5. Smoke Detectors. Approved-type properly installed and maintained smoke detectors are critical life saving devices. While a smoke detector won't prevent or extinguish a fire, it can save one's life. Smoke detectors are designed to warn of fire danger in time to allow for escape or call for help. The ear-piercing alarm of the smoke detector may provide you and your family with the precious extra minutes that you need to escape, especially at night (when most fires occur).
When installing smoke detectors, the fire chief advises you to take the following steps:
Install at least one smoke detector in the hall leading to the bedrooms
Consider installing additional smoke detectors, especially if your home has more than one level
Make sure smoke detectors are of a type approved by Underwriters' Laboratories of Canada or other recognized testing laboratory
If your detectors are battery operated, check the batteries often to make sure the units are operational.
6. Fire Drills. A fire is no fun...but practicing fire safety can be. Here are some fire safety rules that the whole family can practice together.
Sketch the layout of each floor, including windows, doors, and stairways. Make sure that every family member is familiar with the layout.
Work out TWO escape routes from each room and mark them clearly on the sketch
Hold frequent fire drills, including some at night, so everyone will know what to do and be able to act quickly in an emergency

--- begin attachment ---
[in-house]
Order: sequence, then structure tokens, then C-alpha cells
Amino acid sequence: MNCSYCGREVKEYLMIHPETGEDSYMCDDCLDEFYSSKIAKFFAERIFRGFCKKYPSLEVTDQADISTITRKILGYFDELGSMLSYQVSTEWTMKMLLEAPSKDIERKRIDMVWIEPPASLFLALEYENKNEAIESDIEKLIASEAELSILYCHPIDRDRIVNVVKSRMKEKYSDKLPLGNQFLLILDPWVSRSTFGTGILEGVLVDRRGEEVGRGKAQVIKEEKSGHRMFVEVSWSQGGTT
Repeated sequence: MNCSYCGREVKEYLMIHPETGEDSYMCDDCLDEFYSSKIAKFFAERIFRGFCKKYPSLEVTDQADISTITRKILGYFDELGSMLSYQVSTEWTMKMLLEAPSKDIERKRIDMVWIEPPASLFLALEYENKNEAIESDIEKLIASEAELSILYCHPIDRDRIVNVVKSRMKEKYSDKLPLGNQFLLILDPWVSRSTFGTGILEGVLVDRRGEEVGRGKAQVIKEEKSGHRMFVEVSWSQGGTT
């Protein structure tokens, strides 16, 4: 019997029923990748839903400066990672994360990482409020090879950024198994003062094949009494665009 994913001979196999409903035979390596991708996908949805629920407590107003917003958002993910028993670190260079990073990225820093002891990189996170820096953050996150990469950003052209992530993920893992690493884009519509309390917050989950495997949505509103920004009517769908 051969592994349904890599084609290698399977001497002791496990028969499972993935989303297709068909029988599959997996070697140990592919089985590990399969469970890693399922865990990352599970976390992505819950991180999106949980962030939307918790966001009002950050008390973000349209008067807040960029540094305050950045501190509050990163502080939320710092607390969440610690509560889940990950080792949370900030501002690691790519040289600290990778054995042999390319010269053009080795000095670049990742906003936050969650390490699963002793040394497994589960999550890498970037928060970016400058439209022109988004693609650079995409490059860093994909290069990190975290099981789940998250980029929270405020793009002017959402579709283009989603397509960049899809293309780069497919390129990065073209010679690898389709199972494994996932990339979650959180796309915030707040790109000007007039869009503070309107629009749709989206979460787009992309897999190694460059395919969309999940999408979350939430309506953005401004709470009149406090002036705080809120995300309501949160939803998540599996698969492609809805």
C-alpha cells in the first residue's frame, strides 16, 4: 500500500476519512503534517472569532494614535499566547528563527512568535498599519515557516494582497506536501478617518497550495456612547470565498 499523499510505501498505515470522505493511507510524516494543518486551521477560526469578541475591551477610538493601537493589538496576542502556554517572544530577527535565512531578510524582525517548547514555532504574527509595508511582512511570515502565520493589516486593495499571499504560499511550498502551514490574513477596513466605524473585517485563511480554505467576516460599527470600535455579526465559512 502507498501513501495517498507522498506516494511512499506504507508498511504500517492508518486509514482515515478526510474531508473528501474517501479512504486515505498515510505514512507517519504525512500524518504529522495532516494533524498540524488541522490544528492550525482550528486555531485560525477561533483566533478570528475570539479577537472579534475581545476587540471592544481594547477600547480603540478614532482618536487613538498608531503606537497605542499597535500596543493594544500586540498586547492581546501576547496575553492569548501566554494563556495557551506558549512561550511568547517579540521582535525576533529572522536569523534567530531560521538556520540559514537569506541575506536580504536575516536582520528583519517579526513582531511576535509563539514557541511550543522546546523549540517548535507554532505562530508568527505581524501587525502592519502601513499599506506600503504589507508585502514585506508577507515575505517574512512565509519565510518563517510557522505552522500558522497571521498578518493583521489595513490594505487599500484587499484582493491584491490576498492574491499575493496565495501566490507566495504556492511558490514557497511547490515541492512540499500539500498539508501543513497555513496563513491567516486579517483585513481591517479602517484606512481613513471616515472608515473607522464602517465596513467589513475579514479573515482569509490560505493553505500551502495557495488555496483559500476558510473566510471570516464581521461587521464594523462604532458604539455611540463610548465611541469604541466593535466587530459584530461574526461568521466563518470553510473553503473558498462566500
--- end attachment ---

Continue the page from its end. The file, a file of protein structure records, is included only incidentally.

Assign a member of the family to be responsible for the elderly or the very young to help them escape. A 'buddy system' should be organized to ensure their safety
Designate a meeting place outside of the home and instruct everyone to go there at once in case of fire
COUNT heads, stay together and DO NOT go back into the house for personal belongings
Now, have someone call the fire department from the nearest available phone by dialing 911.
7. Practice Child Safety. Every year hundreds of people are killed or bodily injured in fires where they live. The victims of fire are most often children, older people, or handicapped persons. Many of these fires are the result of accidents that could have been prevented. The elimination of all fire hazards is the key to any effective fire safety program. As most fires are the result of carelessness, the greatest element of safety comes from prevention.